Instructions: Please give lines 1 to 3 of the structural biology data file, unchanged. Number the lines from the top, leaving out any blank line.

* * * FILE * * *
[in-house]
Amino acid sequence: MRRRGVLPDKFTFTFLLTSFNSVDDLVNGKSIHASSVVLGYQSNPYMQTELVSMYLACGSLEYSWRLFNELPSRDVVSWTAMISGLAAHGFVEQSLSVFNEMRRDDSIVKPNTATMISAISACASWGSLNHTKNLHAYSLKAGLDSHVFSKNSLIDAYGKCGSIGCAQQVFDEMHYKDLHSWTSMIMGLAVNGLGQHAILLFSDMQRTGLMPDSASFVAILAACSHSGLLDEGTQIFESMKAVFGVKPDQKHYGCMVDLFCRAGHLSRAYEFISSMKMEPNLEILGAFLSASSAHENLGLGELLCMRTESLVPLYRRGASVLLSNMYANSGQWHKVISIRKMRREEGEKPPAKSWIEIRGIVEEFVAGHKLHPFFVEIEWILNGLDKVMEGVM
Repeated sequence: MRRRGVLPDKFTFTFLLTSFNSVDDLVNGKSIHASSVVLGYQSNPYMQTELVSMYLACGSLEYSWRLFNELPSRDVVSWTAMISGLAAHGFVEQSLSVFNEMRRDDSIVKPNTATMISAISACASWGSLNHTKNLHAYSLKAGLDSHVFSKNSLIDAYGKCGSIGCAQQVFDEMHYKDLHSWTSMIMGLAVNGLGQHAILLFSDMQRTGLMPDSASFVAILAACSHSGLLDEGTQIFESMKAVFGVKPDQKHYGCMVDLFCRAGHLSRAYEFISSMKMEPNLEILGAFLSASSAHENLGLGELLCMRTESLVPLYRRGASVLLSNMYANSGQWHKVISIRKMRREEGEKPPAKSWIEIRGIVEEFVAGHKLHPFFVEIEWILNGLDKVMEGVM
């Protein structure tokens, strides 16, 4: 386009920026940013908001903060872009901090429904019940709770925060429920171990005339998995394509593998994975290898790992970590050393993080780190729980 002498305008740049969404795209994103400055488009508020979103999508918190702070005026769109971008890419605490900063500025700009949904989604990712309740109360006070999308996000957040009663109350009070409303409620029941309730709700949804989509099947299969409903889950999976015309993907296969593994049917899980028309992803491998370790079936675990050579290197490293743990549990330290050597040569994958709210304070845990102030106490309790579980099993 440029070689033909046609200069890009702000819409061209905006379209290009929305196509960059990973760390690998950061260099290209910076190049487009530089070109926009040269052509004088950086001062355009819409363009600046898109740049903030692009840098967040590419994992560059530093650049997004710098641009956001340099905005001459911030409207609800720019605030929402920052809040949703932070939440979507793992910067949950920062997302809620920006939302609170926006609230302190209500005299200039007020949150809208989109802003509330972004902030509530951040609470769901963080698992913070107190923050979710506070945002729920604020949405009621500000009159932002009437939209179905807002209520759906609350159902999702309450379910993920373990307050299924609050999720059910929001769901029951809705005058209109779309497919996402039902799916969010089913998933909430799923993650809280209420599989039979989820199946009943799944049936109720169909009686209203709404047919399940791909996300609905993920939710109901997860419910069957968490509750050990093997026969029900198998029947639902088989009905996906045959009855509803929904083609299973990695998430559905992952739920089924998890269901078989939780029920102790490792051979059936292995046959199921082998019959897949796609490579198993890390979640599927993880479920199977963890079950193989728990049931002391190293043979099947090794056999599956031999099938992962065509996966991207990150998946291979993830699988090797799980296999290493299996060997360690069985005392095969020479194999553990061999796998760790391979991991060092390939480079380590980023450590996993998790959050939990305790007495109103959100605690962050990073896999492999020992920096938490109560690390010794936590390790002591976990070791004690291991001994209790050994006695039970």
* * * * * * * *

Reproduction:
[in-house]
Amino acid sequence: MRRRGVLPDKFTFTFLLTSFNSVDDLVNGKSIHASSVVLGYQSNPYMQTELVSMYLACGSLEYSWRLFNELPSRDVVSWTAMISGLAAHGFVEQSLSVFNEMRRDDSIVKPNTATMISAISACASWGSLNHTKNLHAYSLKAGLDSHVFSKNSLIDAYGKCGSIGCAQQVFDEMHYKDLHSWTSMIMGLAVNGLGQHAILLFSDMQRTGLMPDSASFVAILAACSHSGLLDEGTQIFESMKAVFGVKPDQKHYGCMVDLFCRAGHLSRAYEFISSMKMEPNLEILGAFLSASSAHENLGLGELLCMRTESLVPLYRRGASVLLSNMYANSGQWHKVISIRKMRREEGEKPPAKSWIEIRGIVEEFVAGHKLHPFFVEIEWILNGLDKVMEGVM
Repeated sequence: MRRRGVLPDKFTFTFLLTSFNSVDDLVNGKSIHASSVVLGYQSNPYMQTELVSMYLACGSLEYSWRLFNELPSRDVVSWTAMISGLAAHGFVEQSLSVFNEMRRDDSIVKPNTATMISAISACASWGSLNHTKNLHAYSLKAGLDSHVFSKNSLIDAYGKCGSIGCAQQVFDEMHYKDLHSWTSMIMGLAVNGLGQHAILLFSDMQRTGLMPDSASFVAILAACSHSGLLDEGTQIFESMKAVFGVKPDQKHYGCMVDLFCRAGHLSRAYEFISSMKMEPNLEILGAFLSASSAHENLGLGELLCMRTESLVPLYRRGASVLLSNMYANSGQWHKVISIRKMRREEGEKPPAKSWIEIRGIVEEFVAGHKLHPFFVEIEWILNGLDKVMEGVM